The most tense moment of the series came late in the first half after a corner 3 from Curry capped an 8-0 run that put the Warriors in front by a point and helped them to a 48-47 halftime lead. And it left Curry confused.

Curry ran the length of the court with his tongue hanging out after Dallas called timeout. As he circled back toward his bench, Curry walked by Doncic with teammate Juan Toscano-Anderson nearby.

Doncic appeared to take issue with something Toscano-Anderson said and started toward the Golden State bench before officials along with coaches and players from both teams intervened. Meantime, Draymond Green and injured Dallas guard Tim Hardaway Jr. exchanged unpleasantries about 45 feet apart.

After the timeout, Curry could been seen saying, “What happened?” and approached Doncic to talk about it. The exchange ended with Green as the peacemaker with Doncic.

Tip-ins

Warriors: Green got a technical foul, his second of the series, after an extended conversation with official Marc Davis when he was called for a backcourt violation when he hurriedly tried to step back over the midcourt line to catch a long, unexpected pass from Curry. The crowd was howling for a technical and finally got it. Seconds later, Green was called for his first foul and didn’t like the call. But he directed his complaint at his own bench instead of the officiating crew. ... Otto Porter Jr., who averaged 10.5 points on 82 percent shooting the first two games, limped to the locker room in the first half and was ruled out with left foot soreness.

Mavericks: Bullock won the Kareem Abdul-Jabbar social justice award. He has been active in the LGBTQ+ community. His sister, a transgender woman, was killed in 2014. Bullock worked with several organizations in the Dallas area after signing as a free agent in the offseason and has long been active in similar pursuits in his native North Carolina. ... Dorian Finney-Smith got a technical early in the second half for an elbow to the back of Green after a made Dallas free throw.


Justin Thomas wins 2nd PGA title in playoff after 7-shot rally

Justin Thomas wins 2nd PGA title in playoff after 7-shot rally
Updated 23 May 2022

Justin Thomas wins 2nd PGA title in playoff after 7-shot rally

Justin Thomas wins 2nd PGA title in playoff after 7-shot rally
  • Thomas now has a PGA Tour victory in each of his last eight years and moves to No. 5 in the world
  • In eight majors at Southern Hills, it was first time a player rallied from any margin to win, and it was only the second playoff

TULSA, Oklahoma: Justin Thomas is a major champion when he least expected it.

Thomas matched a PGA Championship record Sunday when he rallied from a seven-shot deficit at Southern Hills, and then saved his most exquisite shot-making for a three-hole playoff to defeat Will Zalatoris.

He closed with a 3-under 67, matching the low score of a final round made difficult more by nerves than the wind. He seized control in the playoff with a 3-wood to 35 feet on the 301-yard 17th hole for a two-putt birdie.

He tapped in for par and stood erect with a smile, a mixture of joy and disbelief.

“I was asked early in the week what lead is safe and I said, ‘No lead,’” Thomas said. “I can’t believe I found myself in a playoff.”

Thomas needed plenty of help, and Mito Pereira provided it in a tragic finish. The 27-year-old from Chile, playing in only his second major, took a one-shot lead to the final hole and drove into a creek to make double bogey.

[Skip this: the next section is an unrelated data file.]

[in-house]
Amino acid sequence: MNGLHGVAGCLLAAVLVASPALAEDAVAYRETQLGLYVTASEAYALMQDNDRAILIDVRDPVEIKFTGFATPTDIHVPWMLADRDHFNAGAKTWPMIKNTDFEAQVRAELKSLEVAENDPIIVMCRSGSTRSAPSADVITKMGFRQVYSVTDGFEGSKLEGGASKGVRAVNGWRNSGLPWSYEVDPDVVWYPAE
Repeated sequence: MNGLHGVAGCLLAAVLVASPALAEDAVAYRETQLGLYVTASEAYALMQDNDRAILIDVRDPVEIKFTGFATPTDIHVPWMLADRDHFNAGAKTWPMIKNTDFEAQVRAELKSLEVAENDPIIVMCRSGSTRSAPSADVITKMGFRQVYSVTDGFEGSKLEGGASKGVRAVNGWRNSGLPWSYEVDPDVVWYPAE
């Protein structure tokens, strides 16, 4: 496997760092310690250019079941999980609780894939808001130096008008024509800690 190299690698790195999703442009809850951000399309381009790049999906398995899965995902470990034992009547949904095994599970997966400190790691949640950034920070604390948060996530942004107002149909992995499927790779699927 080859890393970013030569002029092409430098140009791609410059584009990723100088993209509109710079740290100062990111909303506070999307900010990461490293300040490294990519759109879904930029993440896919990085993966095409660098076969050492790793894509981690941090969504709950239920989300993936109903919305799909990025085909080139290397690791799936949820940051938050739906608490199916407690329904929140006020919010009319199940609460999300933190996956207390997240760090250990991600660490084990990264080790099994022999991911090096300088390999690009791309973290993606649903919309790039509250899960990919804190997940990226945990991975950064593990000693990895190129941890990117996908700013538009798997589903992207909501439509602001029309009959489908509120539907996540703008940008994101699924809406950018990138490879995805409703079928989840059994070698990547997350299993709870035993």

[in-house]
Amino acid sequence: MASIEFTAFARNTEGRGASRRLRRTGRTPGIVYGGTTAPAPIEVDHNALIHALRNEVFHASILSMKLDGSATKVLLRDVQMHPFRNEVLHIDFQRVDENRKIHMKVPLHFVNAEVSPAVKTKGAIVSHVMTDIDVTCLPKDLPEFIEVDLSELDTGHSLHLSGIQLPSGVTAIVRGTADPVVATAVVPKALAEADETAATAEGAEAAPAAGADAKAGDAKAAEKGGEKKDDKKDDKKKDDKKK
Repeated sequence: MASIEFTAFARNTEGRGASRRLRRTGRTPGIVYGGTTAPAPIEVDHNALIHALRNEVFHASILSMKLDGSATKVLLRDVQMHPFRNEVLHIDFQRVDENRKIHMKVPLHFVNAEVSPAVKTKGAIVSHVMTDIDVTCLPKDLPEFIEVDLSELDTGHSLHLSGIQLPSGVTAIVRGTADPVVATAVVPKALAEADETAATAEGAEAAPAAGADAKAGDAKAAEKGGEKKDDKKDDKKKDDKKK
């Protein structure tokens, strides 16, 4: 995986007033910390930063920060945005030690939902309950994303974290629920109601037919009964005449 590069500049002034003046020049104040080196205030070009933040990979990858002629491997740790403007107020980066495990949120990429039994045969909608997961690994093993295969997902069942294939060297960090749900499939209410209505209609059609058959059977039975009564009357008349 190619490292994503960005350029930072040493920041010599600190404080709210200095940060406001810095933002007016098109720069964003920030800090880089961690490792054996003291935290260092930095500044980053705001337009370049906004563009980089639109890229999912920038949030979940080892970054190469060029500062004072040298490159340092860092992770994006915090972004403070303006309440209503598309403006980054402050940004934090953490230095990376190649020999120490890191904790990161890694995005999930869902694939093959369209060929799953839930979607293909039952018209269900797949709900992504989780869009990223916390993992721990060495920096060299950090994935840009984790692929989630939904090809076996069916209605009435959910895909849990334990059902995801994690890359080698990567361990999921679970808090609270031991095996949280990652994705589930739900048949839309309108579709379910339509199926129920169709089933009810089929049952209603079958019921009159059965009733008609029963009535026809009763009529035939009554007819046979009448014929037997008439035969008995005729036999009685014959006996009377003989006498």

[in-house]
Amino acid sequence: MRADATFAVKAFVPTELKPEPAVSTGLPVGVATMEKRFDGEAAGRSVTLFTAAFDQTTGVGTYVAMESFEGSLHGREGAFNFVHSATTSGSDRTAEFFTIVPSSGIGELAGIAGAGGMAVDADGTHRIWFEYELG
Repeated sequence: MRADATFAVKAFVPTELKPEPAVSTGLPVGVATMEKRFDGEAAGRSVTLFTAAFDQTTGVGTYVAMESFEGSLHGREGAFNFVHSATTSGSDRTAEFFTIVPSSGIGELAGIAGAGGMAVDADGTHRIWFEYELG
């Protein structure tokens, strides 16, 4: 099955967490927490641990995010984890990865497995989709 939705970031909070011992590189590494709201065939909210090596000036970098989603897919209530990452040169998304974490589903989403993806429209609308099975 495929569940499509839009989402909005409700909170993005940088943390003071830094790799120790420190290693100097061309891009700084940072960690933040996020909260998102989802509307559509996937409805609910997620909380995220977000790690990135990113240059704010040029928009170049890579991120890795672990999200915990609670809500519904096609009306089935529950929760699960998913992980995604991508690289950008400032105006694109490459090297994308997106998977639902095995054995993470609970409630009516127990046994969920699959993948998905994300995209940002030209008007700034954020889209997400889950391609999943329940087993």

It was the first time since Phil Mickelson at Winged Foot in the 2006 US Open that a player lost a one-shot lead in the final hole to lose a major.

Zalatoris looked like he had thrown away his chances for a first major — and first PGA Tour victory — when he three-putted from just outside 20 feet on the 16th hole. But he responded with a birdie from the bunker at the 17th and holed an 8-foot par putt on the 18th for a 71.

He joined Thomas at 5-under 275, and they played on when Pereira faltered.

Thomas, who had gone 14 months since his last victory at The Players Championship last year, now has a PGA Tour victory in each of his last eight years and moves to No. 5 in the world.

John Mahaffey in the 1978 PGA Championship at Oakmont was the other player to come from seven shots behind on the final day. He also won in a playoff over Tom Watson and Jerry Pate.

Thomas was still seven shots behind when he made his remarkable run, a mixture of key birdies and keeping mistakes off his card. It started with a 65-foot birdie putt from just short of the green to a back pin on the par-3 11th. He edged closer with an 18-foot birdie on the next hole.

He was lurking, while the leading pack behind him was leaking oil.

Zalatoris and Cameron Young each caught Pereira, ever so briefly. All of them found trouble in the rough and in the sand. Thomas nearly holed a long bunker shot on the 16th, made birdie from a left bunker on the reachable 17th and had a 10-foot birdie putt he thought he needed at the end.

He missed, and got a reprieve.

Pereira was on the cusp of becoming Chile’s first major champion, and giving South America the career Grand Slam.

Even after five bogeys, he never lost the lead and delivered clutch par saves from the bunker left of the ninth green and from well behind the 10th green. None was bigger than his 12-foot putt on the 16th to stay one shot ahead.

It all came undone with one swing.

His sawed-off swing with the driver, so effective on the previous hole, peeled to the right and into the creek down the right side of the 18th fairway. After a penalty drop, his approach up the hill started left and never cut back, landing in the rough. His chip rolled off the back edge of the green.